A guide to dividends and what you need to know as a Limited Company contractor

For Limited Company contractors, dividends are a fantastic way to maximise your take home pay and increase your tax-efficiency, but getting your head around them can be a little tricky. Whilst it’s always a good idea to have the support of a specialist contractor accountant to help you get it right, it’s also important to have a basic understanding of what dividends are and how they work.

In this blog we look at just that, and give you an overview into the world of dividends.

What is a dividend?

In a nutshell a dividend is a distribution of company profits amongst the company’s shareholders. As a Limited Company contractor you’re able to pay yourself a salary, then top up your monthly income with dividends.

Dividends are taxed differently to salary, and many contractors add a spouse as a shareholder in their Limited Company so that they’re able to increase the amount of tax-free income they can draw out of their company.

When are you able to draw dividends?

You’re able to draw a dividend from your Limited Company whenever you wish, so long as there’s enough profit within the company. If there isn’t it would be classed as an illegal dividend or director’s loan, and could be subject to an investigation from HMRC.

Most contractors draw their dividends monthly, quarterly or annually. Whilst it’s up to you as to how often you draw dividends, if you do it too often it may be considered a ‘disguised salary’ and could also be subject to an investigation.

It’s also important to understand that when you decide to declare a dividend you must minute your decision, and provide all shareholders with a dividend voucher. By doing so you’re providing a clear audit trail should it ever be investigated, and all dividend vouchers are required for your annual tax return.

What are the tax and National Insurance Contribution (NIC) implications?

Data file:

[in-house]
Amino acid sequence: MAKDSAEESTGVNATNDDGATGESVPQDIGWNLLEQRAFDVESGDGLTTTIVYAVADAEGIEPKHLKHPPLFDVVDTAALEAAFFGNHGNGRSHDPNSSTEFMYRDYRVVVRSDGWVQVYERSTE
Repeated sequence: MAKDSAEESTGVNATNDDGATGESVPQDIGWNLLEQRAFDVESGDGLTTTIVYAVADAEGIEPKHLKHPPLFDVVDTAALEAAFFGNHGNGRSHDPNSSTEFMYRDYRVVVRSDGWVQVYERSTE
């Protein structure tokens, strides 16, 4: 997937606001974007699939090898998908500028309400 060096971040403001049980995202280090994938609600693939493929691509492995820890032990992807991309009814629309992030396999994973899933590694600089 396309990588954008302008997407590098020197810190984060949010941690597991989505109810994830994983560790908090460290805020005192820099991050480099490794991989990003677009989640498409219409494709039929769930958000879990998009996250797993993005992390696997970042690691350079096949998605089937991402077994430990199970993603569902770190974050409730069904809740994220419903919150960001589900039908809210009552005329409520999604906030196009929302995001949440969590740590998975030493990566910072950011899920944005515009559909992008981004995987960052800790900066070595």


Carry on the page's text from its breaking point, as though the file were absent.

Dividends do not incur any NIC, and this is one of the main reasons why they are so favourable to contractors. Many contractors choose the combination of a low salary and high dividends, as it’s the most tax efficient way to pay yourself.

The dividends you do draw will be taxed as personal income, with a tax-free allowance of up to £2,000 per person. The following tax thresholds are correct for the current tax year:

Basic rate (taxed at 7.5%): up to £50,000

Higher rate (taxed at 32.5%): from £50,001 to £150,000

Additional rate (taxed at 38.1%): £150,001 +

A dividend is taxed at the point it is declared, rather than when it’s drawn, so it’s important to time this correctly to ensure it’s taxed correctly. For example, if you were to declare a dividend on April 1st 2020 but it wasn’t paid until April 7th, it will be included in your 2019/2020 tax return, which depending on how much you’ve already drawn during that tax year, could push you into the next tax rate.

Your contractor accountant will be able to advise you on this, and help you keep track of which tax rate you’ll be paying, whether it’s worth it for the amount you’ll be drawing, and when the best time will be to do so.

Final thoughts

Dividends are fantastic as they allow you to make the most from your personal allowances. By paying yourself a salary which doesn’t use up all of the basic tax rate then topping up your income with dividends, you’ll be making full use of the lower tax rate without having to pay any further NIC.

Every contractor’s needs are different, and your personal circumstances will determine how and when you decide to draw dividends. Whilst in principle the concept is simple, it can be very easy to draw too many dividends, thus tipping yourself over into higher tax bands. Always ensure you speak to a specialist contractor accountant before taking any money out of your business account, to ensure you’re taking the right amount and doing everything by the book.

If you’re on the lookout for a new contractor accountant, get in touch today. Our team of director-level accountants are on hand, ready to give you specialist dividends advice, and to help you take home the maximum amount of your contractor pay.